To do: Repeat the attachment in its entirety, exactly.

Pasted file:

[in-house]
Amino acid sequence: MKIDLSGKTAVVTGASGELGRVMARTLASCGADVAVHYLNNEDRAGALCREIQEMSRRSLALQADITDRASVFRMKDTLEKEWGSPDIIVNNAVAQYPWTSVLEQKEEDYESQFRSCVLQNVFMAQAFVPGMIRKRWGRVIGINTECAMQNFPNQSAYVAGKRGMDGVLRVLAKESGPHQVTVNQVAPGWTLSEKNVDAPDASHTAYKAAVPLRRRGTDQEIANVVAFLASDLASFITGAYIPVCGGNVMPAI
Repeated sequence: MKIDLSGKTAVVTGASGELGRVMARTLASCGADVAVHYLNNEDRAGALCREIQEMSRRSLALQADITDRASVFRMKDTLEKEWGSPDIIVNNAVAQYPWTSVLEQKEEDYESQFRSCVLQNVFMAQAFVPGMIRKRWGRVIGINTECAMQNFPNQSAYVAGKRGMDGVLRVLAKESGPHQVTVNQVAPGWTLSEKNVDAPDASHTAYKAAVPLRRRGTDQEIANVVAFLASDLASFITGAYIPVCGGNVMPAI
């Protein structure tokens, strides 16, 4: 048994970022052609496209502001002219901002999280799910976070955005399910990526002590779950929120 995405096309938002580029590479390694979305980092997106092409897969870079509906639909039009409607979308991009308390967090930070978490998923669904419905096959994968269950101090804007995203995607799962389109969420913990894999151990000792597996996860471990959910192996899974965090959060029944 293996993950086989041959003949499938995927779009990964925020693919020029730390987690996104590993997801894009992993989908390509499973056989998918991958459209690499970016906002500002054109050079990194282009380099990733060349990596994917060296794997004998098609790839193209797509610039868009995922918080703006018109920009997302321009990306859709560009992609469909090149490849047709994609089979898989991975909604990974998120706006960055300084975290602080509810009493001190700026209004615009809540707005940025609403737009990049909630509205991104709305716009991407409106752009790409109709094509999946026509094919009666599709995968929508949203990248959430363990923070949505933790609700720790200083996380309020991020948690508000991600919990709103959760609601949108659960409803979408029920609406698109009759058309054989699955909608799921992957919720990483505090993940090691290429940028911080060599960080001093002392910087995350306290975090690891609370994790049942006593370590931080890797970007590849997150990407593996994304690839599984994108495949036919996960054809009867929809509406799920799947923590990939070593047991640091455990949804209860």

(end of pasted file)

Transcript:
[in-house]
Amino acid sequence: MKIDLSGKTAVVTGASGELGRVMARTLASCGADVAVHYLNNEDRAGALCREIQEMSRRSLALQADITDRASVFRMKDTLEKEWGSPDIIVNNAVAQYPWTSVLEQKEEDYESQFRSCVLQNVFMAQAFVPGMIRKRWGRVIGINTECAMQNFPNQSAYVAGKRGMDGVLRVLAKESGPHQVTVNQVAPGWTLSEKNVDAPDASHTAYKAAVPLRRRGTDQEIANVVAFLASDLASFITGAYIPVCGGNVMPAI
Repeated sequence: MKIDLSGKTAVVTGASGELGRVMARTLASCGADVAVHYLNNEDRAGALCREIQEMSRRSLALQADITDRASVFRMKDTLEKEWGSPDIIVNNAVAQYPWTSVLEQKEEDYESQFRSCVLQNVFMAQAFVPGMIRKRWGRVIGINTECAMQNFPNQSAYVAGKRGMDGVLRVLAKESGPHQVTVNQVAPGWTLSEKNVDAPDASHTAYKAAVPLRRRGTDQEIANVVAFLASDLASFITGAYIPVCGGNVMPAI
């Protein structure tokens, strides 16, 4: 048994970022052609496209502001002219901002999280799910976070955005399910990526002590779950929120 995405096309938002580029590479390694979305980092997106092409897969870079509906639909039009409607979308991009308390967090930070978490998923669904419905096959994968269950101090804007995203995607799962389109969420913990894999151990000792597996996860471990959910192996899974965090959060029944 293996993950086989041959003949499938995927779009990964925020693919020029730390987690996104590993997801894009992993989908390509499973056989998918991958459209690499970016906002500002054109050079990194282009380099990733060349990596994917060296794997004998098609790839193209797509610039868009995922918080703006018109920009997302321009990306859709560009992609469909090149490849047709994609089979898989991975909604990974998120706006960055300084975290602080509810009493001190700026209004615009809540707005940025609403737009990049909630509205991104709305716009991407409106752009790409109709094509999946026509094919009666599709995968929508949203990248959430363990923070949505933790609700720790200083996380309020991020948690508000991600919990709103959760609601949108659960409803979408029920609406698109009759058309054989699955909608799921992957919720990483505090993940090691290429940028911080060599960080001093002392910087995350306290975090690891609370994790049942006593370590931080890797970007590849997150990407593996994304690839599984994108495949036919996960054809009867929809509406799920799947923590990939070593047991640091455990949804209860």